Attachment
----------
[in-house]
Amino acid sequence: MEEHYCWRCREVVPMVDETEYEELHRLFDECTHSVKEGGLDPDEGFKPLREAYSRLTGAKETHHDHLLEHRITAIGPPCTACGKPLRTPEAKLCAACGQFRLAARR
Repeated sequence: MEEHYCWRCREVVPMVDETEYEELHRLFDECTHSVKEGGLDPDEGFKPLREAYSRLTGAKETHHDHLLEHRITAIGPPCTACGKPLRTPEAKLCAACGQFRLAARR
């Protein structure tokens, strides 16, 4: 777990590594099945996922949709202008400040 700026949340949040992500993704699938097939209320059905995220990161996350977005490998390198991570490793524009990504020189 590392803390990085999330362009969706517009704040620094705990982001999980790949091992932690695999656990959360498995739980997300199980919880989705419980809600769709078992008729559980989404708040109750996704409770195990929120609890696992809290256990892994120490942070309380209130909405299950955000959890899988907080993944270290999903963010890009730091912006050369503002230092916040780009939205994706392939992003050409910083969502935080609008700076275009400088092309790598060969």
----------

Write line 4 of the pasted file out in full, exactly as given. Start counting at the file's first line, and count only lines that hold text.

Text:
């Protein structure tokens, strides 16, 4: 777990590594099945996922949709202008400040 700026949340949040992500993704699938097939209320059905995220990161996350977005490998390198991570490793524009990504020189 590392803390990085999330362009969706517009704040620094705990982001999980790949091992932690695999656990959360498995739980997300199980919880989705419980809600769709078992008729559980989404708040109750996704409770195990929120609890696992809290256990892994120490942070309380209130909405299950955000959890899988907080993944270290999903963010890009730091912006050369503002230092916040780009939205994706392939992003050409910083969502935080609008700076275009400088092309790598060969």